When UTS Business student, and co-founder of Fixit, Mathew Waugh's apartment window was damaged by hail, the problem could have been fixed for $200. Instead, he was lumped with a $5000 fee because the only way to contact his strata was by phone. The inevitable delays led to his floor being damaged as well.
"Had Fixit been implemented," said Waugh, to an audience of potential investors and members of the Sydney startup ecosystem at the recent Hatchery+ Demo Day, "the problem would have been fixed at the window replacement stage and it would have been a far more positive result for everyone."
FixIt, an app that anyone, anywhere across world can use to report a problem, from a pothole to a broken window, is the brainchild and second startup of Waugh's co-founder and self-professed "nutty inventor" Sebastian Jacobs.
The duo, who are also firefighters, are piloting the app with the UTS Facilities Management Unit.
Director of the unit Glen Rabbitt says it makes sense for the university to be supporting student startups like this. "Fixit will assist us assess, prioritise and program maintenance requests across the University."
Speaking at the Hatchery+ Demo Day, Vice-Chancellor Attila Brungs said the university is supporting students to develop an entrepreneurial mindset. These skills, he said, are not just for startups, they are transportable skills that can be harnessed when working within organisations.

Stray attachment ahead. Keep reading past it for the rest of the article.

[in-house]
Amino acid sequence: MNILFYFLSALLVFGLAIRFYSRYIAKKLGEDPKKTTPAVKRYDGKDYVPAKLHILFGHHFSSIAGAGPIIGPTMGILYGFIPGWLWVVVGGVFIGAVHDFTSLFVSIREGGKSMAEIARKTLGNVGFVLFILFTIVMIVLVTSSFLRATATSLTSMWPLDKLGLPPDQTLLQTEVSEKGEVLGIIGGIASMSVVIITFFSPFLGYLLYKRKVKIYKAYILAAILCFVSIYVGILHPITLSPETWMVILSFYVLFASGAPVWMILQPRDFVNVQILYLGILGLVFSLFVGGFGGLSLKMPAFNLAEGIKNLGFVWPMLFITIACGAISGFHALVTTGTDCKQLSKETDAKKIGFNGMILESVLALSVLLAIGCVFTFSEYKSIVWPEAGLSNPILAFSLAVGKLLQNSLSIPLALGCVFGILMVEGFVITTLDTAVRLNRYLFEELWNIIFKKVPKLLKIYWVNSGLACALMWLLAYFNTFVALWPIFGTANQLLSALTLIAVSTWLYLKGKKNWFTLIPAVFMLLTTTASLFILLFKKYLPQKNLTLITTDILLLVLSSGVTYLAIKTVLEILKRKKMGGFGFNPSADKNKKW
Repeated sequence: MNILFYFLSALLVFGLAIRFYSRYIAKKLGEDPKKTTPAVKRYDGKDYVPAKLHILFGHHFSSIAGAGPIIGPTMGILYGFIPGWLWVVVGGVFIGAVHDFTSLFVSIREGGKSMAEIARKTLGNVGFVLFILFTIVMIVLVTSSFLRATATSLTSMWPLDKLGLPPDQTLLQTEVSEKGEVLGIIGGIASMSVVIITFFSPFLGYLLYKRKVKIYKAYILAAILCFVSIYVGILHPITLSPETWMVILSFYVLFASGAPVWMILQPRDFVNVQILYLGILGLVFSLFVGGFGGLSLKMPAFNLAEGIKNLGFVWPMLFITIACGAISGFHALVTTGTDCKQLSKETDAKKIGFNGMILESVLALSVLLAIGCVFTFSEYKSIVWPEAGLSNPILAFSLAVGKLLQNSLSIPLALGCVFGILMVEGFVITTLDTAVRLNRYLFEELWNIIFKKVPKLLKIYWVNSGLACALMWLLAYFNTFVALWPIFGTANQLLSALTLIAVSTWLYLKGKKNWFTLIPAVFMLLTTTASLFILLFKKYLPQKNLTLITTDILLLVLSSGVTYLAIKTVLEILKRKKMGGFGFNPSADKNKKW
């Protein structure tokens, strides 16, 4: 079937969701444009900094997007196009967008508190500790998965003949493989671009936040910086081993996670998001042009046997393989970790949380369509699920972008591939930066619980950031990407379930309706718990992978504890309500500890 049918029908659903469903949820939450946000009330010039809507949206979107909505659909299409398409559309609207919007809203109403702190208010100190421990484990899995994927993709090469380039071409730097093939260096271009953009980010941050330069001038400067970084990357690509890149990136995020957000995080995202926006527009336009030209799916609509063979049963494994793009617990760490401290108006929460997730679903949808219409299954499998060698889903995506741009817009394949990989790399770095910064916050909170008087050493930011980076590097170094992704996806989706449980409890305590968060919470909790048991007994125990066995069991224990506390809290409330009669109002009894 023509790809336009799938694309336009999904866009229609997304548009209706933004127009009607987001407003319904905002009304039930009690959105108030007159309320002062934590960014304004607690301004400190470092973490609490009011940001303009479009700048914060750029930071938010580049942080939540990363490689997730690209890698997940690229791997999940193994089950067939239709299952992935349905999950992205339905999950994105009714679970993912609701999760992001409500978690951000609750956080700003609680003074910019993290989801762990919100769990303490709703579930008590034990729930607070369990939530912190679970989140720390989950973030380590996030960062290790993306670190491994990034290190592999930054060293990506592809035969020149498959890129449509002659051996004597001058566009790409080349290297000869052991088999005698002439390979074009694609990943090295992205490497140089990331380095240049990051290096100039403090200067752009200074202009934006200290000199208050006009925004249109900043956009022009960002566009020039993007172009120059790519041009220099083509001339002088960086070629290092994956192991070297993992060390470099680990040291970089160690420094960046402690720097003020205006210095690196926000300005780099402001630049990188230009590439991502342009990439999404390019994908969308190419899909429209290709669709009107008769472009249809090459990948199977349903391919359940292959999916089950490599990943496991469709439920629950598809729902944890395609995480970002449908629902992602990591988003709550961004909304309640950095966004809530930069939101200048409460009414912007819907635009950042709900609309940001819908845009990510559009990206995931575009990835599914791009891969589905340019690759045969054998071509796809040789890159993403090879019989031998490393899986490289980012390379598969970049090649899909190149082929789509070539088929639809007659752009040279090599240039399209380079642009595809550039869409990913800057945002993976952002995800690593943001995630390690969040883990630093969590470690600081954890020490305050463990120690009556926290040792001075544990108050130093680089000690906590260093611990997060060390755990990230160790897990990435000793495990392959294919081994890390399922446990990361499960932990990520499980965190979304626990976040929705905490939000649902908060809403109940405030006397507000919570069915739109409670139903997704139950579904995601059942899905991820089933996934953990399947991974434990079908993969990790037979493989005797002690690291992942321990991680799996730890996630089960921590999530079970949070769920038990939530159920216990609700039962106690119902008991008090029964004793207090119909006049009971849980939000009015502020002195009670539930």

"Many of today's students will be creating their own jobs. We need to help them, through programs like Hatchery+, to get the skills they need," he said.
This Demo Day a $2000 prize was on offer to the team with the best pitch. The other team in the top three was Sprout Kitchens, which recently won the prestigious Rabobank Foodbytes! Sydney Judges' Choice Award and has signed an agreement with take-away delivery company Deliveroo.
Winner of the $2000 prize was Tekuma, a team that is set to revolutionise drones. They demonstrated a drone controller they've developed which can be operated with one hand. The judges commended founders Annette McClelland (a Faculty of Arts and Social Sciences graduate) and Michael Griffin (a Macquarie University engineering graduate) for their technological innovation.
Professor Brungs said he was greatly impressed with the successes of teams in the Hatchery+ program since it started earlier this year. Just some of the achievements of the last cohort include:
- Get Foodi, an online dessert platform securing over $700k in investment
- MyInterview (an online video platform for the recruitment industry) being the first Australian startup to be selected to take up residency in Austrade's Landing pad in Tel Aviv – an initiative of the National Innovation and Science Agenda
- FEIT PhD graduate Mahya Knox, co-founder of Learned Hub (an online tutoring platform), having just returned from Silicon Valley after being selected as one of 20 (from more than 300 applicants) to take part in Start-Up Catalyst's Youth mission. The business has now employed new staff and attracted keen interest from potential investors.
The other teams to have just completed the Hatchery+ program include:
- Metal Chain, providing steel-buyers the highest value for money
- Pep'd, a system to measure a company's mental health climate
- Sephene, connecting Australian fashion designers with the Chinese market
- Washable, an online booking system for car washing
Hatchery+ Manager Rosary Coloma says, "Since pitching at Demo Day many of the teams have been approached by interested investors. Stay tuned for more success stories."